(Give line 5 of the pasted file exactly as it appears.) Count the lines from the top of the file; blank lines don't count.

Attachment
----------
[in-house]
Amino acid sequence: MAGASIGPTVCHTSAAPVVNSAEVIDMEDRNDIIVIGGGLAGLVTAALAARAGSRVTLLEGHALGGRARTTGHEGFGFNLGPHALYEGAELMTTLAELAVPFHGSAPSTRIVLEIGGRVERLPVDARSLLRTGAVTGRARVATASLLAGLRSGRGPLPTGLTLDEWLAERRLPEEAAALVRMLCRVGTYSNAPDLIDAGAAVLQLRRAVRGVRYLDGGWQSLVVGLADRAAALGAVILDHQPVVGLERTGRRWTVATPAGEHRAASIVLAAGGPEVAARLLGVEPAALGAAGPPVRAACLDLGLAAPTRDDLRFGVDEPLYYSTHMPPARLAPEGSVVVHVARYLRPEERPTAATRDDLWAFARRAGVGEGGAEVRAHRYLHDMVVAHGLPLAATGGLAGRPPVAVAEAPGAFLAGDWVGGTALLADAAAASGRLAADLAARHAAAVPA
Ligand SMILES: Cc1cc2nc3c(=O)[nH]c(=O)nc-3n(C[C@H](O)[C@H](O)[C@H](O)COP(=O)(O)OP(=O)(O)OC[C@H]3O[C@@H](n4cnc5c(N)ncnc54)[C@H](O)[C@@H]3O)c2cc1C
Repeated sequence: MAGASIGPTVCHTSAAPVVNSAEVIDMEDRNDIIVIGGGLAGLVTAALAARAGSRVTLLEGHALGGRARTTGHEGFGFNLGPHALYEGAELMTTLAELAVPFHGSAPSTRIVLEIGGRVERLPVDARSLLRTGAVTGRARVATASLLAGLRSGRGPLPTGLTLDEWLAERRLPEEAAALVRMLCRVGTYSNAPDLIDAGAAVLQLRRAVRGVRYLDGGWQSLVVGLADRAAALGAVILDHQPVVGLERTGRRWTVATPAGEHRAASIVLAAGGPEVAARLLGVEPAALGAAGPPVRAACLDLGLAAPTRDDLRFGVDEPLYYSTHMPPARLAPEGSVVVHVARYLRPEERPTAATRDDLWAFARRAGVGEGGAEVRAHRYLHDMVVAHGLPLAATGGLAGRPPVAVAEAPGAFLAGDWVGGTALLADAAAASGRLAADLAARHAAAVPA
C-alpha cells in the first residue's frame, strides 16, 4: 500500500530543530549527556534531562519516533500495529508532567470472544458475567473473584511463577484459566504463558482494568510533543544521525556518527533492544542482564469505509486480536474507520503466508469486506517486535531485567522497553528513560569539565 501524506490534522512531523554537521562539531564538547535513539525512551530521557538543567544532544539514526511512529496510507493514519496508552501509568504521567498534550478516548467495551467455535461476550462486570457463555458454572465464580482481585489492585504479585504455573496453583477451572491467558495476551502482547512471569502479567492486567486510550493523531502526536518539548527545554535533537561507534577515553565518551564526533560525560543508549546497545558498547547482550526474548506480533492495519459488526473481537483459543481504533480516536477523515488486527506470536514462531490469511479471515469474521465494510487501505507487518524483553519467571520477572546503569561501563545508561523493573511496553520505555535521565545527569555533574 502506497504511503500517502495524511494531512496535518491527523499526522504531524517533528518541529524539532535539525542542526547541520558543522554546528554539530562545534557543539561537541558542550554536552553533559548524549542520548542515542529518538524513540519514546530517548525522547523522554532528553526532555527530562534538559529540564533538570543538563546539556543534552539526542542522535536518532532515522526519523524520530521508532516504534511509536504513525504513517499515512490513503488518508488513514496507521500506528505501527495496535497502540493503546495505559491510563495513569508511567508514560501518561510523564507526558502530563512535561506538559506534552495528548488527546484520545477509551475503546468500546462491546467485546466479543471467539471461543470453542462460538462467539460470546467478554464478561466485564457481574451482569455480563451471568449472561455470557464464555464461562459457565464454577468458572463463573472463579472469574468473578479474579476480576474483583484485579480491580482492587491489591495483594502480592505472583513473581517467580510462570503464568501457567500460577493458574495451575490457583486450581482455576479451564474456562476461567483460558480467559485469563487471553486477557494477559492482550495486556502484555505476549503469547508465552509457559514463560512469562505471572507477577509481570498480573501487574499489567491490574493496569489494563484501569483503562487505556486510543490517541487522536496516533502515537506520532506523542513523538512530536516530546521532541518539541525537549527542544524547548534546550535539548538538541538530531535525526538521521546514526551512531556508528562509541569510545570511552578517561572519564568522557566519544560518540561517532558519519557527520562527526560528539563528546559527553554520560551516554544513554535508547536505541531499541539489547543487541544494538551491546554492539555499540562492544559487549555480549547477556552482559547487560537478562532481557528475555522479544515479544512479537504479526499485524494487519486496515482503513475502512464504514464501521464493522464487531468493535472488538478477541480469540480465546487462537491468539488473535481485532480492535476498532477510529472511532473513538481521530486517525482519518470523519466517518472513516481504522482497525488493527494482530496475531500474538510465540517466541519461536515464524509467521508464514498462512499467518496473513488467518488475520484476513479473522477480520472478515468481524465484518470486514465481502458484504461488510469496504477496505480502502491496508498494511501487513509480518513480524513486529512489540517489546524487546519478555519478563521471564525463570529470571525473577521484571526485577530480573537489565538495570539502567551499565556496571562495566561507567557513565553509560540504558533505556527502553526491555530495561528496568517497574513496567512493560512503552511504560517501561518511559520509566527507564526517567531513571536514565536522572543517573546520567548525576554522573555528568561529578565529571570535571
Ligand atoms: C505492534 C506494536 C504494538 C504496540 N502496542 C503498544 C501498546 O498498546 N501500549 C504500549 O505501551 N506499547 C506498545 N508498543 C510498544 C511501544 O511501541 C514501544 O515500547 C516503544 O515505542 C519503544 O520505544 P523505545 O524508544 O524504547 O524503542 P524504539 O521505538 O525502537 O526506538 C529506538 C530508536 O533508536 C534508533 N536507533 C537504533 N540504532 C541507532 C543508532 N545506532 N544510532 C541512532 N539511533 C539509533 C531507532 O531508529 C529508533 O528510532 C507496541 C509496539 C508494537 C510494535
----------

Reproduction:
C-alpha cells in the first residue's frame, strides 16, 4: 500500500530543530549527556534531562519516533500495529508532567470472544458475567473473584511463577484459566504463558482494568510533543544521525556518527533492544542482564469505509486480536474507520503466508469486506517486535531485567522497553528513560569539565 501524506490534522512531523554537521562539531564538547535513539525512551530521557538543567544532544539514526511512529496510507493514519496508552501509568504521567498534550478516548467495551467455535461476550462486570457463555458454572465464580482481585489492585504479585504455573496453583477451572491467558495476551502482547512471569502479567492486567486510550493523531502526536518539548527545554535533537561507534577515553565518551564526533560525560543508549546497545558498547547482550526474548506480533492495519459488526473481537483459543481504533480516536477523515488486527506470536514462531490469511479471515469474521465494510487501505507487518524483553519467571520477572546503569561501563545508561523493573511496553520505555535521565545527569555533574 502506497504511503500517502495524511494531512496535518491527523499526522504531524517533528518541529524539532535539525542542526547541520558543522554546528554539530562545534557543539561537541558542550554536552553533559548524549542520548542515542529518538524513540519514546530517548525522547523522554532528553526532555527530562534538559529540564533538570543538563546539556543534552539526542542522535536518532532515522526519523524520530521508532516504534511509536504513525504513517499515512490513503488518508488513514496507521500506528505501527495496535497502540493503546495505559491510563495513569508511567508514560501518561510523564507526558502530563512535561506538559506534552495528548488527546484520545477509551475503546468500546462491546467485546466479543471467539471461543470453542462460538462467539460470546467478554464478561466485564457481574451482569455480563451471568449472561455470557464464555464461562459457565464454577468458572463463573472463579472469574468473578479474579476480576474483583484485579480491580482492587491489591495483594502480592505472583513473581517467580510462570503464568501457567500460577493458574495451575490457583486450581482455576479451564474456562476461567483460558480467559485469563487471553486477557494477559492482550495486556502484555505476549503469547508465552509457559514463560512469562505471572507477577509481570498480573501487574499489567491490574493496569489494563484501569483503562487505556486510543490517541487522536496516533502515537506520532506523542513523538512530536516530546521532541518539541525537549527542544524547548534546550535539548538538541538530531535525526538521521546514526551512531556508528562509541569510545570511552578517561572519564568522557566519544560518540561517532558519519557527520562527526560528539563528546559527553554520560551516554544513554535508547536505541531499541539489547543487541544494538551491546554492539555499540562492544559487549555480549547477556552482559547487560537478562532481557528475555522479544515479544512479537504479526499485524494487519486496515482503513475502512464504514464501521464493522464487531468493535472488538478477541480469540480465546487462537491468539488473535481485532480492535476498532477510529472511532473513538481521530486517525482519518470523519466517518472513516481504522482497525488493527494482530496475531500474538510465540517466541519461536515464524509467521508464514498462512499467518496473513488467518488475520484476513479473522477480520472478515468481524465484518470486514465481502458484504461488510469496504477496505480502502491496508498494511501487513509480518513480524513486529512489540517489546524487546519478555519478563521471564525463570529470571525473577521484571526485577530480573537489565538495570539502567551499565556496571562495566561507567557513565553509560540504558533505556527502553526491555530495561528496568517497574513496567512493560512503552511504560517501561518511559520509566527507564526517567531513571536514565536522572543517573546520567548525576554522573555528568561529578565529571570535571